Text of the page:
Qualities of a strong family

Learn six strengths that families can cultivate to create a sense of well-being and a positive environment.

During the past 35 years researchers at University of Nebraska-Lincoln, University of Alabama-Tuscaloosa, and the University of Minnesota-St. Paul studied families in the United States and around the world to learn what the indicators of a strong family are. From this body of work six characteristics have emerged: commitment, spiritual wellness, effective communication, appreciation, time together, and the ability to deal with stress, conflict and crisis.

1.     Commitment – The family as a whole is committed to seeing that each member reaches their potential. This may be accomplished by sharing responsibilities, having reasonable expectations for each other, respecting the roles each of them play in the family, and building each other’s self–esteem.

2.     Spiritual Wellness-This is a healthy way of living that feeds the body, mind, and spirit. Examples would be that the family has a hopeful attitude toward life, have a strong sense of belonging and a belief in a higher being or power.

3.     Effective Communication- Families learn to communicate directly and to be consistent with verbal and nonverbal behavior. They feel comfortable sharing their feeling with each other, enjoy talking and listening to each other and respect each other’s point of views.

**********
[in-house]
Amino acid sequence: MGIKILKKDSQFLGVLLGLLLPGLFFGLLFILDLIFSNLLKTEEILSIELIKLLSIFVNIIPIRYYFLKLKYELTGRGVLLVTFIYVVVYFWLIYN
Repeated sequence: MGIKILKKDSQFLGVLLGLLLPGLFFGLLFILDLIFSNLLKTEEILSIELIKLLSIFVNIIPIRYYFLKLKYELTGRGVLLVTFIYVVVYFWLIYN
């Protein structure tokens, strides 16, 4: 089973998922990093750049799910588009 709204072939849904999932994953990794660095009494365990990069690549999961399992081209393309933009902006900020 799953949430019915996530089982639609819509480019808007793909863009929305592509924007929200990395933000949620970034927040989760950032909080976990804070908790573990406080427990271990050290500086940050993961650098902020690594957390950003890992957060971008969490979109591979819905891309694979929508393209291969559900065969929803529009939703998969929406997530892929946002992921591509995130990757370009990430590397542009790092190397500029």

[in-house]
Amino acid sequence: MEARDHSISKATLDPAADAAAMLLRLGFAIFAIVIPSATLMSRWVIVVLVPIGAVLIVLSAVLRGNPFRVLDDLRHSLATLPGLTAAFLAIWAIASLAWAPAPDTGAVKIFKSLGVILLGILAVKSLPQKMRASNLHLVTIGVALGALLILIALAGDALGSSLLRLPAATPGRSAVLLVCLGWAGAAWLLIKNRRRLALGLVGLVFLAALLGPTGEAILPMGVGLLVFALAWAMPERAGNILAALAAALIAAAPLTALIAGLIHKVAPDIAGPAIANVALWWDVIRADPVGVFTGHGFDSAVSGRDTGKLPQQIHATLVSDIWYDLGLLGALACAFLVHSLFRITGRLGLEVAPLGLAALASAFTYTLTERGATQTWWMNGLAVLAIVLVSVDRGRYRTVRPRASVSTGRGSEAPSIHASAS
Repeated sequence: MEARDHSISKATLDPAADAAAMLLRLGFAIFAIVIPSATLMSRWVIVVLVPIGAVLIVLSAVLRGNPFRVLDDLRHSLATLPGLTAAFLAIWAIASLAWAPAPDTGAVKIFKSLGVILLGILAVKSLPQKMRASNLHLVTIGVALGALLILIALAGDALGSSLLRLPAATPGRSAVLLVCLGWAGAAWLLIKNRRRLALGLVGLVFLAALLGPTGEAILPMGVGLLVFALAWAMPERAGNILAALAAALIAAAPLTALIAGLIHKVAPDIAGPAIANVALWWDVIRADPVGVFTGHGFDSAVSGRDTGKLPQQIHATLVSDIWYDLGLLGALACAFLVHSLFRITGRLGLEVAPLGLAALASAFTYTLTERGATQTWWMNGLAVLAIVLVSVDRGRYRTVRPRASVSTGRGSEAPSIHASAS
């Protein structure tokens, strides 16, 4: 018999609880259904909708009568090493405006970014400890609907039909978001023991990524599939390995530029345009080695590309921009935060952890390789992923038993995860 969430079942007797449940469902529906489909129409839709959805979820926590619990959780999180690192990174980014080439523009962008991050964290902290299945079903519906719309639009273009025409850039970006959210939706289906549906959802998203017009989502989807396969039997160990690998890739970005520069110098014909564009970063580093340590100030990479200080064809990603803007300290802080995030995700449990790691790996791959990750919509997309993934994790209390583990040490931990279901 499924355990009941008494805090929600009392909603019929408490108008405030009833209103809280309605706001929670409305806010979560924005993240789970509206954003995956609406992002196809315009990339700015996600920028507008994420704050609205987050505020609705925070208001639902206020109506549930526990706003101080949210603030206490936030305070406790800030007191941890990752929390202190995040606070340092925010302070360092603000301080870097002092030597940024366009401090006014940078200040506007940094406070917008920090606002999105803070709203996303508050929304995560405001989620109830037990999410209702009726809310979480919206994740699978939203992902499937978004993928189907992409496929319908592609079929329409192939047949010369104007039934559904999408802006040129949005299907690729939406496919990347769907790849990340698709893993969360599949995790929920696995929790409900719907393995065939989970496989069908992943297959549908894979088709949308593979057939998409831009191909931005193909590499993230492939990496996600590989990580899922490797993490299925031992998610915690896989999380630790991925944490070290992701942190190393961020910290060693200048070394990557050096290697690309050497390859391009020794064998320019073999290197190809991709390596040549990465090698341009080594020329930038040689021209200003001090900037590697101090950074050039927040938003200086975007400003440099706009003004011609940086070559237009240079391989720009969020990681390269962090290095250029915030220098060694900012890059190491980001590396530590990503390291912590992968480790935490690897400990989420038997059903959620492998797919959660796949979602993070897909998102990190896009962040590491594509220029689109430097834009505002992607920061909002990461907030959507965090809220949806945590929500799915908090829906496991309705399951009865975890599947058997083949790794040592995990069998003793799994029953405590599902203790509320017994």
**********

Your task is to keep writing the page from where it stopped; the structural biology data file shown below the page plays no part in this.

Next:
4.     Appreciation- Families members recognize the beautiful, positive aspects of others and let them know that these qualities are valued. Families are able to express positively how they feel about each other and show this by gentle touches and thoughtful actions.

5.     Time Together – Strong families spend meaningful time with each other and they do it frequently. They will have a number of common interests, willing to try new activities together and over all really enjoy each other’s company. Often this time together is inexpensive and simple such as a game of kickball with a picnic.

6.     Ability to Deal with Stress, Conflict and Crisis- All the previous strengths combine, create an inner core of power for families to reduce stress and prevent conflict and crisis. Strong families survive and even grow in face of adversity. They tend to look at conflict and crisis as an opportunity to grow closer and support one another. They accept things in life that they know they can’t change and find peace.

One of the strongest examples of a healthy family is how often they eat together. By simply eating five meals a week together as a family, they will enhance their communication and increase time together. Make sure the TV and cell phones are off and away the table.

To assess your current family’s strengths, you can complete the Family Strengths Inventory offered by the University of Nebraska-Lincoln Extension.

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